Who’s Down with PPP?

Are you a small business owner who applied for the Paycheck Protection Program?

Having trouble accessing funds?

Believe it or not, the funding provided for the Paycheck Protection Program that launched in early April is out of money.

That’s right, $350 billion in PPP funding ran out in 14 days!

14 days!

We are in a public health crisis and economic crisis, both of which are taking an insurmountable toll on individuals, families, jobs and businesses.

After days of negotiation between Senate Republicans and Democrats, the severity of this crisis galvanized the White House, House and Senate to reach a deal on interim COVID funding.

Let’s call this bill COVID #3.5/H.R.266, the Paycheck Protection Program and Health Care Enhancement Act.

Text of the Bill

Small Business Section-by-Section

Healthcare Section-by-Section

The Paycheck Protection Program and Health Care Enhancement Act includes the following provisions:

  • Paycheck Protection Program. $310 billion to replenish the PPP. Roughly $60 billion of that total will be allocated to small lenders and community banks. The Paycheck Protection Program was created by Congress in the CARES Act to provide forgivable loans to small business to stave off the financial challenges created by the pandemic.
  • Economic Injury Disaster Loans. $60 billion for the Economic Injury Disaster Loan (EIDL) Program, intended to reach communities and small businesses in underserved areas. The bill also deems “agricultural enterprises” such as farms eligible for EIDL grants and loans.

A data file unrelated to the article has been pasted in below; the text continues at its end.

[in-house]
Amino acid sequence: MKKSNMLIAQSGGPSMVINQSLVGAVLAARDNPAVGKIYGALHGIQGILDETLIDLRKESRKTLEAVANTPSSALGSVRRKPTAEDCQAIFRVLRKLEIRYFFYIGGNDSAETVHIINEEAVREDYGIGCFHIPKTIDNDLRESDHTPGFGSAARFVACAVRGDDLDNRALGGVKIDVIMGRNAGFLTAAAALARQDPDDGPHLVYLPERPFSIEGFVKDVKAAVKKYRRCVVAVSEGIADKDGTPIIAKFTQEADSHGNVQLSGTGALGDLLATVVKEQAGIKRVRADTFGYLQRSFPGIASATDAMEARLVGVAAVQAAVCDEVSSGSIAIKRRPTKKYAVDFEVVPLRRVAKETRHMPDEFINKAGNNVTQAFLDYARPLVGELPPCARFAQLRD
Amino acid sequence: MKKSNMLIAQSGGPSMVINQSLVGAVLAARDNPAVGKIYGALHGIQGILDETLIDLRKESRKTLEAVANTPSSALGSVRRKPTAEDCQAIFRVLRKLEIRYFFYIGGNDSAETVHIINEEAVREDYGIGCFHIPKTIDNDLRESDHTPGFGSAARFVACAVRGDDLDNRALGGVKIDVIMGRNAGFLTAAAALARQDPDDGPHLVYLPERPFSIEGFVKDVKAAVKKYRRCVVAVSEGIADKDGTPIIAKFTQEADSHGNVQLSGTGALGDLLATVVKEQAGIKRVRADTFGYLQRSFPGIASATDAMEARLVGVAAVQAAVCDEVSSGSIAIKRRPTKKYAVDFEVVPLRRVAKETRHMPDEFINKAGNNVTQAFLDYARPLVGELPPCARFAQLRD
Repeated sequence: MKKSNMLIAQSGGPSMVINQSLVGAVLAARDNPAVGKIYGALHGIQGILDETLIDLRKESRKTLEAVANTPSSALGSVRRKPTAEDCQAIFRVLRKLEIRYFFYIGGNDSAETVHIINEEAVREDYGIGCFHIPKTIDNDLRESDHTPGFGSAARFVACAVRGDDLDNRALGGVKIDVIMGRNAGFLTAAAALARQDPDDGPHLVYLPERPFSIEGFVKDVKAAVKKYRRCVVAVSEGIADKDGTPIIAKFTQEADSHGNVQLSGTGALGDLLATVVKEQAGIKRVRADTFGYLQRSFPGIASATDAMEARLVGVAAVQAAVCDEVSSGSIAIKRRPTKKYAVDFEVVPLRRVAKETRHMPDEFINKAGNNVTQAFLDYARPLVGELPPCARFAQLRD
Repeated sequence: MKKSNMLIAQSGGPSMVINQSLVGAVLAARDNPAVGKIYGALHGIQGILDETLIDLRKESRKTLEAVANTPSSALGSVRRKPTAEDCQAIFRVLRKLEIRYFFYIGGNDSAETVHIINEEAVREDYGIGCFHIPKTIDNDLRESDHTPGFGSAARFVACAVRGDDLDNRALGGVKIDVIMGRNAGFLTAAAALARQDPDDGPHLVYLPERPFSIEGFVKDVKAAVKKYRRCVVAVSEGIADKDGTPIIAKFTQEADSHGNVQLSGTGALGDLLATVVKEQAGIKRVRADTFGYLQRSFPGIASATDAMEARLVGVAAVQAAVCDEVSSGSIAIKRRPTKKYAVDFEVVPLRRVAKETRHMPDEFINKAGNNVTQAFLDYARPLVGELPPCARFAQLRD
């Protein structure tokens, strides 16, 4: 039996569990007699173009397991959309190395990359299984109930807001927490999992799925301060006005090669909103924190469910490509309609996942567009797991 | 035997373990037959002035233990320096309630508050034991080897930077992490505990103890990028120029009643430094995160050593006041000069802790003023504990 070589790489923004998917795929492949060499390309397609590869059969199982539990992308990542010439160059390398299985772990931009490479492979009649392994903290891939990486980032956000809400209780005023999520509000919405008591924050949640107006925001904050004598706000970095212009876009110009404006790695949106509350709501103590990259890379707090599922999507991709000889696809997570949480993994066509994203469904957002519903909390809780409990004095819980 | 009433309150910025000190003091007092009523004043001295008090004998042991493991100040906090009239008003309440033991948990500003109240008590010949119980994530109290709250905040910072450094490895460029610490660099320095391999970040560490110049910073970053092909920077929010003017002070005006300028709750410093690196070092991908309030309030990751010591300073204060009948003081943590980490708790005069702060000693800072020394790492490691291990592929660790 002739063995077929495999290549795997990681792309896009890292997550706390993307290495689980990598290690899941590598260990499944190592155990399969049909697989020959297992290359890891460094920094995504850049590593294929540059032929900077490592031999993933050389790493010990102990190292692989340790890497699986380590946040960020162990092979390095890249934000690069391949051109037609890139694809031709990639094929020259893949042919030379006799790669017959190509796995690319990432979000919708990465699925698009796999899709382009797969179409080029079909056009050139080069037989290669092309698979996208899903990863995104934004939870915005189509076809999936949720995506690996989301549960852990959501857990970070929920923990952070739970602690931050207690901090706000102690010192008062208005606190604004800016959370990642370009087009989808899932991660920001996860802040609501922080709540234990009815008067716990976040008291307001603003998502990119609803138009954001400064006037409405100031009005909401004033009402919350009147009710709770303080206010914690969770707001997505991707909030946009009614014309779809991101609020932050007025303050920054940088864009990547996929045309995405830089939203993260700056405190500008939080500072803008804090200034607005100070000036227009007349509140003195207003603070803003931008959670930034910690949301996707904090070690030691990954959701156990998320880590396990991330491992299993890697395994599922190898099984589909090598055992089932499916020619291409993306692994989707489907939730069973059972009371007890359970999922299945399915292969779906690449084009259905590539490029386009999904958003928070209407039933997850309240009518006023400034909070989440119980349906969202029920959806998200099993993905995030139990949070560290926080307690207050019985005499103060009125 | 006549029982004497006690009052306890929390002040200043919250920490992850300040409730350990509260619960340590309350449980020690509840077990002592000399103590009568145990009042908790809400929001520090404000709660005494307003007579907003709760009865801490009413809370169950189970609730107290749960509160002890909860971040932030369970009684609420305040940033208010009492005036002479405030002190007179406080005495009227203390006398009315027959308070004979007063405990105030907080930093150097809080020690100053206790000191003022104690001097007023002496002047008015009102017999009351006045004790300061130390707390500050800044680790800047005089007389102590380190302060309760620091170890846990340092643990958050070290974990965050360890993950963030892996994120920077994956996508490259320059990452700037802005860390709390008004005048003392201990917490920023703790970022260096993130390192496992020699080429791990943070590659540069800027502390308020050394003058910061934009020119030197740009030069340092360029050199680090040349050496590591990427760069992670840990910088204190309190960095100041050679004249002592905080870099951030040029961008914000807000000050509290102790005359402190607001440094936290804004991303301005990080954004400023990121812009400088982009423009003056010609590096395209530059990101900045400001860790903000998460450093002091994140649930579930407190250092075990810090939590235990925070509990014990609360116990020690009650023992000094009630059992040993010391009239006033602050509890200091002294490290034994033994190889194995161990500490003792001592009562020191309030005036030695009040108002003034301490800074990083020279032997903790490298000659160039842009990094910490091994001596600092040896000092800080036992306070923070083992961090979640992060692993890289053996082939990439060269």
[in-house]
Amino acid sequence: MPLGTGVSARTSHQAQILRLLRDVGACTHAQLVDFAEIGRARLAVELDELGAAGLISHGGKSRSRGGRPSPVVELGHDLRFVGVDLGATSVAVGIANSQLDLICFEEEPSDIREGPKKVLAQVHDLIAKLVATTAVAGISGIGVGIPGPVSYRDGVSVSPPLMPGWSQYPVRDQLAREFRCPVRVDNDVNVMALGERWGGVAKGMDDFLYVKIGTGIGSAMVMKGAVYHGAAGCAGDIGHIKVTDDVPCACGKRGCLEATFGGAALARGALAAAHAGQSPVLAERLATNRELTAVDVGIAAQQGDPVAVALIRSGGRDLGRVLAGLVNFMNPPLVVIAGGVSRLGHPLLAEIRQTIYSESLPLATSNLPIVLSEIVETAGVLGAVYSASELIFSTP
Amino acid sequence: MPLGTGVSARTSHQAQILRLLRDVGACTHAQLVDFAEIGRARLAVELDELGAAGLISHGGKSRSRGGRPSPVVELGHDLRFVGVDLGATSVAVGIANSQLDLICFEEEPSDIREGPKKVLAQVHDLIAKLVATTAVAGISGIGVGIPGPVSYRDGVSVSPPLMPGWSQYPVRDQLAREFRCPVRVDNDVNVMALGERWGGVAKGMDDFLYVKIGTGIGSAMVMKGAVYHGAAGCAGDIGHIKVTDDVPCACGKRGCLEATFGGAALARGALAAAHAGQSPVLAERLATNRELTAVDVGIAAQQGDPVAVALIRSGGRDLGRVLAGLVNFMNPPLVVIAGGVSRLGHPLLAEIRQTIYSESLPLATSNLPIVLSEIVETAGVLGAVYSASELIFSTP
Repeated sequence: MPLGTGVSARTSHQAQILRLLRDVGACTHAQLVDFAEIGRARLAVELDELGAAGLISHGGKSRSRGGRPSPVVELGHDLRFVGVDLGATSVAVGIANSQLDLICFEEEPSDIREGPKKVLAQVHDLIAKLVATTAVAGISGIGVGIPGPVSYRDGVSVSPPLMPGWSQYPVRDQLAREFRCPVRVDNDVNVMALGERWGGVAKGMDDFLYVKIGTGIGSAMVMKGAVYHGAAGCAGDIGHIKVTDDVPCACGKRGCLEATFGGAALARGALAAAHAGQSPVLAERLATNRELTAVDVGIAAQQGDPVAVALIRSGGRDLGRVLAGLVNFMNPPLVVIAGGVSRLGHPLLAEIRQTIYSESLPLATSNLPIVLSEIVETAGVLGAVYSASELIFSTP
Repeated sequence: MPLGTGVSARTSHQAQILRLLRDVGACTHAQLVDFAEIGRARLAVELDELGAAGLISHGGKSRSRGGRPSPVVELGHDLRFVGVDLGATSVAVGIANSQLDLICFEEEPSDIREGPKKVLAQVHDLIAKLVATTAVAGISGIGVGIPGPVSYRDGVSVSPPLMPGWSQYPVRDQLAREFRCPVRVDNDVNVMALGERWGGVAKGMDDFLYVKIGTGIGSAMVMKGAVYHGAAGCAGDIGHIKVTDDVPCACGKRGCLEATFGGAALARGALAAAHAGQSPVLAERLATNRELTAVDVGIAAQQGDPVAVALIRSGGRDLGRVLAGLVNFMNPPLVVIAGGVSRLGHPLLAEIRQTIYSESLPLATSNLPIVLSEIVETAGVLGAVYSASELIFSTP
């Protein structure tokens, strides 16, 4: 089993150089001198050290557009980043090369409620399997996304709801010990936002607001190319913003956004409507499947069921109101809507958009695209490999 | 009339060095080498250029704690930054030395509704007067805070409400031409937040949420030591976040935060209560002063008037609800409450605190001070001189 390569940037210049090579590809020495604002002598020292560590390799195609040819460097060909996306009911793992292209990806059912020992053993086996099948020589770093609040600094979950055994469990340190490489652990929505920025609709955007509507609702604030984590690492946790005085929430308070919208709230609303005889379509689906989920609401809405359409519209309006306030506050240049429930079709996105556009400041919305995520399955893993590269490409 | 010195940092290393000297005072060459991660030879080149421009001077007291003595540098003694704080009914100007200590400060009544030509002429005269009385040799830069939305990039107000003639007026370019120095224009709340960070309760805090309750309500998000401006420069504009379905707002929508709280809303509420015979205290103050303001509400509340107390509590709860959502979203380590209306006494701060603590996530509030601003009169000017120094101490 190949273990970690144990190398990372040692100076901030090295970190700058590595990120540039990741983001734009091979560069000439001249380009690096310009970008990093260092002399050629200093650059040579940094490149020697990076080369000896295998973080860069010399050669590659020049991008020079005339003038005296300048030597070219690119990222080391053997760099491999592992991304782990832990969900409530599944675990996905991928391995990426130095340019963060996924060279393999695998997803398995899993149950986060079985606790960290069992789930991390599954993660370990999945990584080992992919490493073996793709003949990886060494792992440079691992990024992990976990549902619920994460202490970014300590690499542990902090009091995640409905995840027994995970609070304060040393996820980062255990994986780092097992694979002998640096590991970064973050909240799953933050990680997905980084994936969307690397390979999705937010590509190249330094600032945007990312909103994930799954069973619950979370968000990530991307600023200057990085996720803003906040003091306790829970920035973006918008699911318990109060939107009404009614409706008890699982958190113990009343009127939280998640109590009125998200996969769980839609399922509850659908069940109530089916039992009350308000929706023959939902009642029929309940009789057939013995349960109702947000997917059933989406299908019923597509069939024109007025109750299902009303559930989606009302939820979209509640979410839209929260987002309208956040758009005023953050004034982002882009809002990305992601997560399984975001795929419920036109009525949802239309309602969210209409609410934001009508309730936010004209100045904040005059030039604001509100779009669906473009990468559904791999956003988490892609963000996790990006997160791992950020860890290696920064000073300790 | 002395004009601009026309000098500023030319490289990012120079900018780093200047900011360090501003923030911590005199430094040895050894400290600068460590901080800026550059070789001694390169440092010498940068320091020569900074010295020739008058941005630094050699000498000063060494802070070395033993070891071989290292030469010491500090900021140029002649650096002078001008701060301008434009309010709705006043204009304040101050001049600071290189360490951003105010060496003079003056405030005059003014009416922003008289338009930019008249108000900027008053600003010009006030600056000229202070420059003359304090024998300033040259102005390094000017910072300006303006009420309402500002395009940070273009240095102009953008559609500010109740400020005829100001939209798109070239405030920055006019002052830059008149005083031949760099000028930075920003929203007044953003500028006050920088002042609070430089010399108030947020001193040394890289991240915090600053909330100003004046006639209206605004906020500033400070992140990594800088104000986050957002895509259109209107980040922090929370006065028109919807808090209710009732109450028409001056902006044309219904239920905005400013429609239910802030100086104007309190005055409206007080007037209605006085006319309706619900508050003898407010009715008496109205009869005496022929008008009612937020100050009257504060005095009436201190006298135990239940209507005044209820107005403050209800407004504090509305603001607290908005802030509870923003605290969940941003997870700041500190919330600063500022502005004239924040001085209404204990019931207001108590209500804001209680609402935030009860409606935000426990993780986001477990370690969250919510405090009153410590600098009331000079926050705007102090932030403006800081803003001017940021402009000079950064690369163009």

• Hospitals. In addition to the $100 billion in funding for hospitals in the CARES Act, this legislation provides an additional $75 billion for hospitals. 
  • Testing. The capacity and capability to test more Americans for COVID-19 has been the subject of debate since the crisis started. This legislation provides $25 billion to expand testing capacity, of which $11 billion will be allocated to states.

On Tuesday, the Senate passed the bill, H.R 266, by unanimous consent by Senate Republicans and Senate Democrats to pass the bill.

The House could not get unanimous consent due to Republican objections to the legislation, so Members of the House traveled back to Washington for today’s vote. The House passed H.R. 266, by a vote of 388-5, a strong bi-partisan vote.

The bill now goes to President Trump, who will sign the bill into law.

Requiring House Members to travel back to Washington to vote during the pandemic is fast-tracking concerns about how to protect Members in the halls of Congress.

According to the Congressional Research Service (CRS), the average age of the 435 Members of the House currently serving the 116th Congress is 57.6years. The average of the 100 Senators currently serving the 116th Congress is 62.9 years.

House Democratic Leadership is engaged in conversations with House Republicans about changes to House Rules that allow remote voting and remote, virtual Committee hearings during this time of crisis.

In addition to today’s passage of H.R. 266, the House also passed a resolution creating a Select Coronavirus Crisis Subcommittee by a vote 212 – 182. The Subcommittee will have oversight of the nation’s COVID-19 response including programs and funds provided by Congress.

Check the blog for more updates about Congressional actions to address the COVID-19 pandemic.

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